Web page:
Workshop on

**Statistical
Foundations of Uncertainty Quantification for Inverse Problems**

Center for Mathematical Sciences

University
of Cambridge, June 19^{th}
– 22^{nd
},
2017

**Scientific Organisers**

*Richard
Nickl (University of Cambridge)*

*Markus
Rei**ß*
*(Humboldt
Universität zu Berlin)*

*Andrew
Stuart (California Institute of Technology)*

*Harry
van Zanten (University of Amsterdam)*

Participation is by invitation only. Please email SFconference2017@dpmms.cam.ac.uk for any queries.

Here is a list of participants and a program.

*Scientific
Goals: *The
workshop aims at bringing together leading researchers in the
area
of statistical inference for inverse problems, to discuss and
initiate the development of rigorous mathematical foundations for
commonly used `uncertainty quantification’ methodology. The main
focus is on the development of objective data-driven measures that
can guarantee
that algorithms used in statistical inverse problems have actually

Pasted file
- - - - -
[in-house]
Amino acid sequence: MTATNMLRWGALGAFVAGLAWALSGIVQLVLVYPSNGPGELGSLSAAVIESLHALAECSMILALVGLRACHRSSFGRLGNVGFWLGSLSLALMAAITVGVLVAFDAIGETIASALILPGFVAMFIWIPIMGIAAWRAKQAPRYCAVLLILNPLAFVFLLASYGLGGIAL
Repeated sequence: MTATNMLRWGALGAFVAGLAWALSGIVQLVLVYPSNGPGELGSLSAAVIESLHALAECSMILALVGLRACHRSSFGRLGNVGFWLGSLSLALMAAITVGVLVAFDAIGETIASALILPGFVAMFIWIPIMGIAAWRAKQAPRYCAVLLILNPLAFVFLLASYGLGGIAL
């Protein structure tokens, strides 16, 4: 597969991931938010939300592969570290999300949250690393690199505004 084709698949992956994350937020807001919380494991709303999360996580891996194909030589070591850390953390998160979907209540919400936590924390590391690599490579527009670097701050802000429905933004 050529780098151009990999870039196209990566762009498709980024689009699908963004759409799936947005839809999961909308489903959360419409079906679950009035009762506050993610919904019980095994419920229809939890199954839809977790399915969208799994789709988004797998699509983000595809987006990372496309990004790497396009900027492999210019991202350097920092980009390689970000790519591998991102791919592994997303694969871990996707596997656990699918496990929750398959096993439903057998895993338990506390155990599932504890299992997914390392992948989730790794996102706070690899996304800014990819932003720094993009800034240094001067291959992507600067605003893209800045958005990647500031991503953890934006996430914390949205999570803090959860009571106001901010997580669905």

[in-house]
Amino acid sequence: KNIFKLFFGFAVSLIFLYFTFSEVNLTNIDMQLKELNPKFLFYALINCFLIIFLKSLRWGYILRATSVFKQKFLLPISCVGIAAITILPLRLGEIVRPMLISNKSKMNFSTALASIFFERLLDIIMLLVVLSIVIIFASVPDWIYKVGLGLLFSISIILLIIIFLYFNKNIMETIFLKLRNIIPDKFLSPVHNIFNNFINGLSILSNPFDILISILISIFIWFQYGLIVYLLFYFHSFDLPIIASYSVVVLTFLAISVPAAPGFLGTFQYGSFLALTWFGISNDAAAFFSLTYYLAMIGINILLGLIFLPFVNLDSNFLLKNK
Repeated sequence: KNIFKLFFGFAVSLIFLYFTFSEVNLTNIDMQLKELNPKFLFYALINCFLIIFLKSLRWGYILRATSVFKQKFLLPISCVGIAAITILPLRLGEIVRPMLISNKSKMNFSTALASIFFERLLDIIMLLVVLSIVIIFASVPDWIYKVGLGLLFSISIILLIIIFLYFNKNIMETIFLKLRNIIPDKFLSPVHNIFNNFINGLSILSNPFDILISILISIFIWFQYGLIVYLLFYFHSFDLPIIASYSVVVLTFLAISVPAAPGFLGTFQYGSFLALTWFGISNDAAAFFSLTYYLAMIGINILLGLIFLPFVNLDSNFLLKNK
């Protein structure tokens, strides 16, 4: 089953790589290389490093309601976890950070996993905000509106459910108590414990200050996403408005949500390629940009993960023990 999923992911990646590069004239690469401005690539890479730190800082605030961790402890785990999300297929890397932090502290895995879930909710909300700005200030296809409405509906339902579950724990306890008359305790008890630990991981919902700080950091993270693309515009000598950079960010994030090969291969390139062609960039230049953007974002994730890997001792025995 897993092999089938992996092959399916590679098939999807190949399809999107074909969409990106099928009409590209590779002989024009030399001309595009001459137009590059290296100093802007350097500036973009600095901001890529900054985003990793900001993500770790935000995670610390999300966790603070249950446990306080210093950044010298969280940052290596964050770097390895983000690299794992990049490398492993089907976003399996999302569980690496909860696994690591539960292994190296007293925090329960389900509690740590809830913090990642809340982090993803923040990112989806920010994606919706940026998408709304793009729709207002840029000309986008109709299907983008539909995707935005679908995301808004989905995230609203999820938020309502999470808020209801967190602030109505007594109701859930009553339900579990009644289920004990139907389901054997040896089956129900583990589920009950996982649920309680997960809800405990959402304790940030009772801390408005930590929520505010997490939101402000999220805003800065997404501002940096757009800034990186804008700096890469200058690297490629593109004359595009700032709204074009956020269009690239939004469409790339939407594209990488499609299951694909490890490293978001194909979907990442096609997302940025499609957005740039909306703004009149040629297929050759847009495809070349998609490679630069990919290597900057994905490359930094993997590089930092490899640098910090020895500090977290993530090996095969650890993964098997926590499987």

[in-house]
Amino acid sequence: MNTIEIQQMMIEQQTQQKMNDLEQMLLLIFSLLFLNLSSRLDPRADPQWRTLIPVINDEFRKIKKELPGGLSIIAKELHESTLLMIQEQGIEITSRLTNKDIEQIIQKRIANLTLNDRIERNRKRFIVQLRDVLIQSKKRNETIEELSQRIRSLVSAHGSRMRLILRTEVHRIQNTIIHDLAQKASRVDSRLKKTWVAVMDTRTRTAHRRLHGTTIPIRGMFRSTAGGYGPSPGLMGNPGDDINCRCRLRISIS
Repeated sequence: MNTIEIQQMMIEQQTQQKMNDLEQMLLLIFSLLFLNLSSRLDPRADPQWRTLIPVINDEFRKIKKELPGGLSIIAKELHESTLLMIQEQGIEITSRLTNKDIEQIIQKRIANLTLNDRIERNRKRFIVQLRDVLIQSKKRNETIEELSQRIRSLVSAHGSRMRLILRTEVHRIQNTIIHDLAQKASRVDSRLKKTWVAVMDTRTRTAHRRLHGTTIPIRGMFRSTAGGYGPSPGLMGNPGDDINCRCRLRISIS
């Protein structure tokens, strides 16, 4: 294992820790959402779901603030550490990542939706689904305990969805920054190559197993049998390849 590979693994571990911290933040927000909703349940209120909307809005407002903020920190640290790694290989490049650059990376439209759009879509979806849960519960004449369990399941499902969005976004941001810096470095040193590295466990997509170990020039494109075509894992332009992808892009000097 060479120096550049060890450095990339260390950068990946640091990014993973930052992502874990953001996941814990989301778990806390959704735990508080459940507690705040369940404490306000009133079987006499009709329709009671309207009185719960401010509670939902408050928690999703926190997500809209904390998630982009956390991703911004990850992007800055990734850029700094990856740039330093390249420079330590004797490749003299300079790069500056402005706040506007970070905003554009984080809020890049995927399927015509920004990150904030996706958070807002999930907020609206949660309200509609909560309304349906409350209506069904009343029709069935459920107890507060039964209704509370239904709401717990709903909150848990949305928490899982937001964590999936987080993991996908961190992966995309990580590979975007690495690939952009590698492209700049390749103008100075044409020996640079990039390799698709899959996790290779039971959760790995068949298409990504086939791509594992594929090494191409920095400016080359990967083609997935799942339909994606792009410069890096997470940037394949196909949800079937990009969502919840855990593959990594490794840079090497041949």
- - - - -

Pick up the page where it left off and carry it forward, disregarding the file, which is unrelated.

returned an accurate solution. Traditional statistical methods insist
in the construction of `confidence sets’ or `algorithmic
certificates’ for the parameters of inferential interest, but in
complex parameter spaces such as those encountered in inverse
problems, this is often a very difficult task. Alternatively,
Bayesian methodology (posterior inference, credible sets, Bayes
factors, etc) is frequently used, but even disregarding computational
barriers, the objective (frequentist) meaning of posterior
based-inferences is largely unclear in such settings. The workshop
will try to push forward the frontiers of this research area by
combining expertise from a variety of concrete application areas
within statistical inverse problems with recent advances on the
inferential foundations of non-parametric and high-dimensional
statistics. The hope is that a rigorous mathematical paradigm emerges
that can serve as a foundation for uncertainty quantification in
modern day statistical inverse problems.

This conference is generously funded by the European Research Council. We are also grateful to the Cantab Capital Institute for the Mathematics of Information for further financial support.